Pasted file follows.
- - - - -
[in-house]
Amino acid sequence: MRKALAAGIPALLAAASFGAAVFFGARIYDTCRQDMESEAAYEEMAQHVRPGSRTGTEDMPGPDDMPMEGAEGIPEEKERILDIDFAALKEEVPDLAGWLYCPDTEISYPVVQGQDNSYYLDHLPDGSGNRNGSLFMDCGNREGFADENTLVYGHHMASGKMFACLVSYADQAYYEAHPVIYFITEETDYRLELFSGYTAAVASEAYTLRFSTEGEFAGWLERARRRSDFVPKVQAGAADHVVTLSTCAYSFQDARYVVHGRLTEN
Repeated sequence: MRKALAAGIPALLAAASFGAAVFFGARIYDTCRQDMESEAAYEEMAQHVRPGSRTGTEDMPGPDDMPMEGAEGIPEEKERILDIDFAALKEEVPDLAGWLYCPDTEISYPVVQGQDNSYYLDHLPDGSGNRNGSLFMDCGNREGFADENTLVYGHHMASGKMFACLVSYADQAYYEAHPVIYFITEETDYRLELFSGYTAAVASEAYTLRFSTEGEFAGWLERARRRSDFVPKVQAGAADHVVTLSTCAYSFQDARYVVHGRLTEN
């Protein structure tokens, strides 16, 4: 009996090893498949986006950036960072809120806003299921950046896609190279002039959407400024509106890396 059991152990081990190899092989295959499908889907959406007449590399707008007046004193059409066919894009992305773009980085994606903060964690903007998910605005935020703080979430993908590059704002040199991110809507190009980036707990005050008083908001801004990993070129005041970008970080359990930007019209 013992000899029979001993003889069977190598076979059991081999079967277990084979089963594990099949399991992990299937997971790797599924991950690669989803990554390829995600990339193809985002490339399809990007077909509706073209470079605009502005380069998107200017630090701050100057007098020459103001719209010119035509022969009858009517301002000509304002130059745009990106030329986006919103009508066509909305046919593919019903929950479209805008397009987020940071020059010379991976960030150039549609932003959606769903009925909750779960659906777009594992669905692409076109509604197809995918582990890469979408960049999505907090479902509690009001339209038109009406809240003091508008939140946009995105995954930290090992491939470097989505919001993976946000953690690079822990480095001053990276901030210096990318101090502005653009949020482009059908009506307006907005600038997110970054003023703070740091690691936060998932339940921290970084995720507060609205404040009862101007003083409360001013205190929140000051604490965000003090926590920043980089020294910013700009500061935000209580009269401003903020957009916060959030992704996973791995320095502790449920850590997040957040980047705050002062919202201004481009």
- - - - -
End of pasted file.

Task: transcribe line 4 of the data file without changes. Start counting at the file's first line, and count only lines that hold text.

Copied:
């Protein structure tokens, strides 16, 4: 009996090893498949986006950036960072809120806003299921950046896609190279002039959407400024509106890396 059991152990081990190899092989295959499908889907959406007449590399707008007046004193059409066919894009992305773009980085994606903060964690903007998910605005935020703080979430993908590059704002040199991110809507190009980036707990005050008083908001801004990993070129005041970008970080359990930007019209 013992000899029979001993003889069977190598076979059991081999079967277990084979089963594990099949399991992990299937997971790797599924991950690669989803990554390829995600990339193809985002490339399809990007077909509706073209470079605009502005380069998107200017630090701050100057007098020459103001719209010119035509022969009858009517301002000509304002130059745009990106030329986006919103009508066509909305046919593919019903929950479209805008397009987020940071020059010379991976960030150039549609932003959606769903009925909750779960659906777009594992669905692409076109509604197809995918582990890469979408960049999505907090479902509690009001339209038109009406809240003091508008939140946009995105995954930290090992491939470097989505919001993976946000953690690079822990480095001053990276901030210096990318101090502005653009949020482009059908009506307006907005600038997110970054003023703070740091690691936060998932339940921290970084995720507060609205404040009862101007003083409360001013205190929140000051604490965000003090926590920043980089020294910013700009500061935000209580009269401003903020957009916060959030992704996973791995320095502790449920850590997040957040980047705050002062919202201004481009």